MORE from one of Café Pacific's "coconet wireless" correspondents with a satirical touch:
One can love Fiji. It truly is unique among the Pacific Islands. After more than 20 years and four or five coups, three High Court judges decided that the acts of the President after the December 2006 military coup were lawful; that the President had reserve power to ratify the acts of the military in the takeover; to grant immunity to those who did the coup; and that he could act without any specific authority derived from the Constitution.
Hot on this decision by the courts arrives a comment by Pacific Islands Forum Chairman Toke Talagi that the court ruling on the legality of the interim Government and its promulgations will perpetuate Fiji's coup culture.
I am so excited as I really thought that the coups in Fiji were going to end. That's what the National Council for Building a Better Fiji (NCBBF) have been telling me and they must be worried. For just on a year they have been talking about change, peace and progress and a better Fiji for all. The draft charter - all 200,000 copies of them all say in English, Hindi and Fijian - we love you all - Indo-Fijians, indigenous Fijians and Others. I fall into that last category, I am sure.
Fiji is special. There is plenty of generosity and it comes from unusual sources. Mick Beddoes, big in body and even bigger in generosity has just returned the $100 he received from the NCBBF when he attended one of its opening meetings. At that time he obviously believed in building a better Fiji, but then perhaps he thought better of that dangerous idea and left.
Since then he has been accused of taking the $100 meeting attendance money and using it for his own benefit. His cry to the moon and the nation at large that he had to cover his transport costs went unheeded.
So now, the money comes back to the government. The media quoted Mick Beddoes saying that he was requesting a payment of only 46 cents an hour. Good old Mick. We need more people like him. But he could have been more generous and given the money to the poor and his 46 cents too, when he gets it. After all we have one in three people here living in poverty. Even 46 cents buys half a loaf of bread. The poor can fish anyway. Who knows what good could be done with half a loaf and some small fish?
I noted in my newspaper reading that Manasa Lasoro, one of the leaders of the Methodist church was lamenting that many of the prison inmates in Fiji prisons are Methodists. I would advise him not to worry. There are long term benefits. The government pays for food and accommodation of those members who wander in a wayward manner from his flock. That allows more money for him and his leaders to travel around the country band to denounce the People's Charter with its message of love, jobs, housing, education, health care and equal votes.
I would also advise Manasa Lasaro to also see his problems with his wayward flock in relation to the National Census of last year that shows that the Indo-Fijian population has decreased by 27,227. Now, I think many of those people went overseas, as they are obviously not in prison with his Methodist flock. Besides, I assume they were possibly Hindus.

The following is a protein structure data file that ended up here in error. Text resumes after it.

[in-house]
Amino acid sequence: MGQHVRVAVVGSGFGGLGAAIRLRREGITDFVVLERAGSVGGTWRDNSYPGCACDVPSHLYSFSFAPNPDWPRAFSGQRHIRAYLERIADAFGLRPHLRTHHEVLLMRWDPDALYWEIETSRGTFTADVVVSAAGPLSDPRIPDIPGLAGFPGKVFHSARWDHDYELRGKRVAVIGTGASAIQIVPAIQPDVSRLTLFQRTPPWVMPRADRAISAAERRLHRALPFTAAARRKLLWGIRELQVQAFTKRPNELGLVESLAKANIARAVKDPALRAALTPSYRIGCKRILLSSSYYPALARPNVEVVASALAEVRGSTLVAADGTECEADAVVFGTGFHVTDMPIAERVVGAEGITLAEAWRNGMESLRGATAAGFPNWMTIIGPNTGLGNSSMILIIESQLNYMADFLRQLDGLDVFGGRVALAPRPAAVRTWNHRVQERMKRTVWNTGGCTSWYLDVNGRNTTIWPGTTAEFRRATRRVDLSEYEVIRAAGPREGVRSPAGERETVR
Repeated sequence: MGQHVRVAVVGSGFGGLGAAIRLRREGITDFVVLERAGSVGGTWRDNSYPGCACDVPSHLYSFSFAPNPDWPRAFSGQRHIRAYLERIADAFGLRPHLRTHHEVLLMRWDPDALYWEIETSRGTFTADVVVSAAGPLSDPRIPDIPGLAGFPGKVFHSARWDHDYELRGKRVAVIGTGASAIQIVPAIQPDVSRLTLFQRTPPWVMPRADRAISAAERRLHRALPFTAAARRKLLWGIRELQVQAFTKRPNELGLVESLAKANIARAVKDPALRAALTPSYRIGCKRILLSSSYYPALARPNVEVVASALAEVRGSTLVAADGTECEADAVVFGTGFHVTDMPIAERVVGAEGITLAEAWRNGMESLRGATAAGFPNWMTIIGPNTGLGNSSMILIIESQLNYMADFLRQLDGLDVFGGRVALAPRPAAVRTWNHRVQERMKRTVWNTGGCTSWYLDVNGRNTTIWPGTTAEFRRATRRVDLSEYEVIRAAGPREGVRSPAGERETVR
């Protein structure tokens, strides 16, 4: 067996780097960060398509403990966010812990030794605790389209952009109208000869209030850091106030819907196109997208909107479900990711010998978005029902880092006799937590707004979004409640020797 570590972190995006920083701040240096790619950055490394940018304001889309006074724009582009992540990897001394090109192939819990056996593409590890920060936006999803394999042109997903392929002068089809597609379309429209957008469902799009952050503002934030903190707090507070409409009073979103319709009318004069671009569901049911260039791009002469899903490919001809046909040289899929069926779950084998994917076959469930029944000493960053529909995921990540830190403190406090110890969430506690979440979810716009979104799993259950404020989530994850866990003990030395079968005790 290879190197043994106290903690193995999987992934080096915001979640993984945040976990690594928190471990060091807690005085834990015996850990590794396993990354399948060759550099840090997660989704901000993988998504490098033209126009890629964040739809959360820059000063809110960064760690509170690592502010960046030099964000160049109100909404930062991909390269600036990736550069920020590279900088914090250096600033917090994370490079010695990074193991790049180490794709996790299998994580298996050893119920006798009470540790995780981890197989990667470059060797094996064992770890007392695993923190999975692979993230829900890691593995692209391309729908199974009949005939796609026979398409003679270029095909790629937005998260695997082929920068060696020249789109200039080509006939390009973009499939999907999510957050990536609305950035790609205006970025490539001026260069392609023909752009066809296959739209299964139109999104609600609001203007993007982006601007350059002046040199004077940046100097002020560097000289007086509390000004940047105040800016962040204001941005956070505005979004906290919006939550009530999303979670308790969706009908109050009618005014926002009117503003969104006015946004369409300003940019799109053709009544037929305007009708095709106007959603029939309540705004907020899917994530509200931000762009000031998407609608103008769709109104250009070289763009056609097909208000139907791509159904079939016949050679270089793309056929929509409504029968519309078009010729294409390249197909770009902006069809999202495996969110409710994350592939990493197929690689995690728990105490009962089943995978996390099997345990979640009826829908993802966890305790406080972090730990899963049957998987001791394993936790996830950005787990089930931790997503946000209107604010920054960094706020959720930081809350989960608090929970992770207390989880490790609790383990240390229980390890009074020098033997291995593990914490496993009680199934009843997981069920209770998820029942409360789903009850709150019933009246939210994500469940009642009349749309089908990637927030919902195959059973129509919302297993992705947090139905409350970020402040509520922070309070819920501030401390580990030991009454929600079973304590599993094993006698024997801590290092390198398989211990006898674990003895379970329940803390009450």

If the Methodist Church waits long enough they will surely get rid of all those annoying Indo-Fijian families who were born here and work hard to educate their children, to toil in the canefields and to worship in small temples that are destroyed in a regular manner, by, I assume, Methodists - no, I had better say wayward Christians.
Getting rid of these annoying people is merely a matter of time and some army support. All we need are more army coups and more time to can raise the migration figures of Indo-Fijian to go overseas until there are none of them left. Then we will have completed two tasks. every Indo-Fijian and their religion too will be gone and
the coups will stop.
But, and here is the irony. We need many more coups before every Indo-Fijian will have migrated to those two horrible places called Australia and New Zealand. There are still 311, 591 Indo-Fijians in the country, according to the last census. We have a task ahead.
How many years will it take - this equation includes - some more racism, certainly a few coups and more education for Indo-Fijians so as to increase the pace of migration and make them more acceptable to New Zealand and Australia.
What names would I advise to sit on any Royal Commission on Fijian Migration? I could start with Mr Qarase and a few leaders from the Methodist Church who for the last two years have been talking as if they are the only Gods and know the correct answers. Yet, these are the very people who befitted from the actions of one Mr George Speight, a former coup leader who is still in prison.
When all Indo-Fijians have left the country, Mr Speight could then instruct the forever increasing Methodist population of the prisons to rise up and protest. And guess what, the army would then have some nasty suppression work to do, while the Indo-Fijians, who will be now Indo-Aussies and Indo-Kiwis will celebrate their Diwali in peace.